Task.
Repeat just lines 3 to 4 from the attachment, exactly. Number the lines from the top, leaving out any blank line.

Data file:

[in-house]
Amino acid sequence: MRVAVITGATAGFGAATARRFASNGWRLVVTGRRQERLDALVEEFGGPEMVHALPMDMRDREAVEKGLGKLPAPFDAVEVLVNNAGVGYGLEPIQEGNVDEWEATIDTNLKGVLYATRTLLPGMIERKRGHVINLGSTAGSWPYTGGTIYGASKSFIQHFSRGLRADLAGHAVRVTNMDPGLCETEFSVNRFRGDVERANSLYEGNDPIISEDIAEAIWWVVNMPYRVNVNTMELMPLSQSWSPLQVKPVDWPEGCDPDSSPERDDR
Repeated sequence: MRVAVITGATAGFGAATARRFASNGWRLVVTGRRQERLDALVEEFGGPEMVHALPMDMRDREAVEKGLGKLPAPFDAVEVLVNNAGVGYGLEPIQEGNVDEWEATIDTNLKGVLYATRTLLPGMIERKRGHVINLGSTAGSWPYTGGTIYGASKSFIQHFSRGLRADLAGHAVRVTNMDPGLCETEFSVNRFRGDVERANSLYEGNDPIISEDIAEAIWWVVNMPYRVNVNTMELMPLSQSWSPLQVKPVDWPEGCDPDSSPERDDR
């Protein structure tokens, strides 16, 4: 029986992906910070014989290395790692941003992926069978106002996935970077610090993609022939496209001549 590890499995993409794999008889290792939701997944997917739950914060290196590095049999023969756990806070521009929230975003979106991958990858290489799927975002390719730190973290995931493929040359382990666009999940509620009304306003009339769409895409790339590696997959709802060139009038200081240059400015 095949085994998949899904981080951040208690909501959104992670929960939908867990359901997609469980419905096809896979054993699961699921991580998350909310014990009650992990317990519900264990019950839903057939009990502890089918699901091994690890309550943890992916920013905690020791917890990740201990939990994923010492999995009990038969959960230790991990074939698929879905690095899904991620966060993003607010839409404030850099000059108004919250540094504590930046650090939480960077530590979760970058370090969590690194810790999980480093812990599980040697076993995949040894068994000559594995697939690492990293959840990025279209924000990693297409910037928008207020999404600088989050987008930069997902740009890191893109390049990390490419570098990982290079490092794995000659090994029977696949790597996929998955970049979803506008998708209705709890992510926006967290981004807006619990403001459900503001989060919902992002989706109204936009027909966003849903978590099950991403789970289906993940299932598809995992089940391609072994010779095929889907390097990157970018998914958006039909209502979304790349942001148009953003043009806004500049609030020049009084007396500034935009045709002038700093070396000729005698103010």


Repeated sequence: MRVAVITGATAGFGAATARRFASNGWRLVVTGRRQERLDALVEEFGGPEMVHALPMDMRDREAVEKGLGKLPAPFDAVEVLVNNAGVGYGLEPIQEGNVDEWEATIDTNLKGVLYATRTLLPGMIERKRGHVINLGSTAGSWPYTGGTIYGASKSFIQHFSRGLRADLAGHAVRVTNMDPGLCETEFSVNRFRGDVERANSLYEGNDPIISEDIAEAIWWVVNMPYRVNVNTMELMPLSQSWSPLQVKPVDWPEGCDPDSSPERDDR
């Protein structure tokens, strides 16, 4: 029986992906910070014989290395790692941003992926069978106002996935970077610090993609022939496209001549 590890499995993409794999008889290792939701997944997917739950914060290196590095049999023969756990806070521009929230975003979106991958990858290489799927975002390719730190973290995931493929040359382990666009999940509620009304306003009339769409895409790339590696997959709802060139009038200081240059400015 095949085994998949899904981080951040208690909501959104992670929960939908867990359901997609469980419905096809896979054993699961699921991580998350909310014990009650992990317990519900264990019950839903057939009990502890089918699901091994690890309550943890992916920013905690020791917890990740201990939990994923010492999995009990038969959960230790991990074939698929879905690095899904991620966060993003607010839409404030850099000059108004919250540094504590930046650090939480960077530590979760970058370090969590690194810790999980480093812990599980040697076993995949040894068994000559594995697939690492990293959840990025279209924000990693297409910037928008207020999404600088989050987008930069997902740009890191893109390049990390490419570098990982290079490092794995000659090994029977696949790597996929998955970049979803506008998708209705709890992510926006967290981004807006619990403001459900503001989060919902992002989706109204936009027909966003849903978590099950991403789970289906993940299932598809995992089940391609072994010779095929889907390097990157970018998914958006039909209502979304790349942001148009953003043009806004500049609030020049009084007396500034935009045709002038700093070396000729005698103010």